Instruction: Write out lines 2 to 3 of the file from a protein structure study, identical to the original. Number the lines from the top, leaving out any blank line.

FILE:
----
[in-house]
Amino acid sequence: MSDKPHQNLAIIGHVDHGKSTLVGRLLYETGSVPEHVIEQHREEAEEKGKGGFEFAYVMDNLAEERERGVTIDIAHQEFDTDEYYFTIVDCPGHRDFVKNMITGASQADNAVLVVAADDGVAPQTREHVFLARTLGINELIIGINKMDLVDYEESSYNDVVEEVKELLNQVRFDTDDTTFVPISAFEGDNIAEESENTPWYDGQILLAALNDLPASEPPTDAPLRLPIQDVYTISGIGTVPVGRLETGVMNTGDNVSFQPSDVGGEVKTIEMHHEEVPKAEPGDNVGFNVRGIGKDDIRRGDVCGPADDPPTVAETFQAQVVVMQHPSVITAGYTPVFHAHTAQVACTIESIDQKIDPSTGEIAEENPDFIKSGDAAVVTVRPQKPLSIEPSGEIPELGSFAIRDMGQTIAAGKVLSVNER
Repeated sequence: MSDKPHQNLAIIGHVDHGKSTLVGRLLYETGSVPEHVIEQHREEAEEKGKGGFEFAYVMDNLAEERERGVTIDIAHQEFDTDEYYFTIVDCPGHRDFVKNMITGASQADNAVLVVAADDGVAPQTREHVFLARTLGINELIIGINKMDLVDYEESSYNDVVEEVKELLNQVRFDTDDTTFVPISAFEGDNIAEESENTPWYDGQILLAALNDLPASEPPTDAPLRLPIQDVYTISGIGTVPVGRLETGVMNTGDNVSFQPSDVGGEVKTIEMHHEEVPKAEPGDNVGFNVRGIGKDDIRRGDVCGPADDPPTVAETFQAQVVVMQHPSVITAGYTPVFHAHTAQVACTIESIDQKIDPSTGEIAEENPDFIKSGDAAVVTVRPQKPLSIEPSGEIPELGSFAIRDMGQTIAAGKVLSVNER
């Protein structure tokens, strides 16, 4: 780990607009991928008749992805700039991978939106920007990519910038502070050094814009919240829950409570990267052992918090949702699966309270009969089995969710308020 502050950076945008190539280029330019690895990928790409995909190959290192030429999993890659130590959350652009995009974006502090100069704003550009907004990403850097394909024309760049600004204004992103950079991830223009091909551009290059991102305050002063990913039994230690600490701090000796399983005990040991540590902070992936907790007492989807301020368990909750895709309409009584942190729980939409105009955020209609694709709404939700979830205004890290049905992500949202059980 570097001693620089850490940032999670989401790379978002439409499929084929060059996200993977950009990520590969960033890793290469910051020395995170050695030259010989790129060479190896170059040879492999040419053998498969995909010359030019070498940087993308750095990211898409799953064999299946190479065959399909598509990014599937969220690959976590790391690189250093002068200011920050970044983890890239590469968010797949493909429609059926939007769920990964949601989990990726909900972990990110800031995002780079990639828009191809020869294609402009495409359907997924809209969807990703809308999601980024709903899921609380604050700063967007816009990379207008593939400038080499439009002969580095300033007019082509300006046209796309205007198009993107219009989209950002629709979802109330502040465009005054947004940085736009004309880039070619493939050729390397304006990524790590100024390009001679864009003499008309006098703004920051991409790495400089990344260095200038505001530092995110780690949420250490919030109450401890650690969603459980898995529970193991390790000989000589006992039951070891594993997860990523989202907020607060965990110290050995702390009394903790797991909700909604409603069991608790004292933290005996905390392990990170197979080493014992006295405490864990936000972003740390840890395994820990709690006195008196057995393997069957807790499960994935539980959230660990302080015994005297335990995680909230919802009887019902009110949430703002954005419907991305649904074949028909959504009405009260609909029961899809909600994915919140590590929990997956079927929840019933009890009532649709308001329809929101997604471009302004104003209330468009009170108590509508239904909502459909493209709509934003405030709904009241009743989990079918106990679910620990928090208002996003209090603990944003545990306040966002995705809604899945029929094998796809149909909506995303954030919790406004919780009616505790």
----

Amino acid sequence: MSDKPHQNLAIIGHVDHGKSTLVGRLLYETGSVPEHVIEQHREEAEEKGKGGFEFAYVMDNLAEERERGVTIDIAHQEFDTDEYYFTIVDCPGHRDFVKNMITGASQADNAVLVVAADDGVAPQTREHVFLARTLGINELIIGINKMDLVDYEESSYNDVVEEVKELLNQVRFDTDDTTFVPISAFEGDNIAEESENTPWYDGQILLAALNDLPASEPPTDAPLRLPIQDVYTISGIGTVPVGRLETGVMNTGDNVSFQPSDVGGEVKTIEMHHEEVPKAEPGDNVGFNVRGIGKDDIRRGDVCGPADDPPTVAETFQAQVVVMQHPSVITAGYTPVFHAHTAQVACTIESIDQKIDPSTGEIAEENPDFIKSGDAAVVTVRPQKPLSIEPSGEIPELGSFAIRDMGQTIAAGKVLSVNER
Repeated sequence: MSDKPHQNLAIIGHVDHGKSTLVGRLLYETGSVPEHVIEQHREEAEEKGKGGFEFAYVMDNLAEERERGVTIDIAHQEFDTDEYYFTIVDCPGHRDFVKNMITGASQADNAVLVVAADDGVAPQTREHVFLARTLGINELIIGINKMDLVDYEESSYNDVVEEVKELLNQVRFDTDDTTFVPISAFEGDNIAEESENTPWYDGQILLAALNDLPASEPPTDAPLRLPIQDVYTISGIGTVPVGRLETGVMNTGDNVSFQPSDVGGEVKTIEMHHEEVPKAEPGDNVGFNVRGIGKDDIRRGDVCGPADDPPTVAETFQAQVVVMQHPSVITAGYTPVFHAHTAQVACTIESIDQKIDPSTGEIAEENPDFIKSGDAAVVTVRPQKPLSIEPSGEIPELGSFAIRDMGQTIAAGKVLSVNER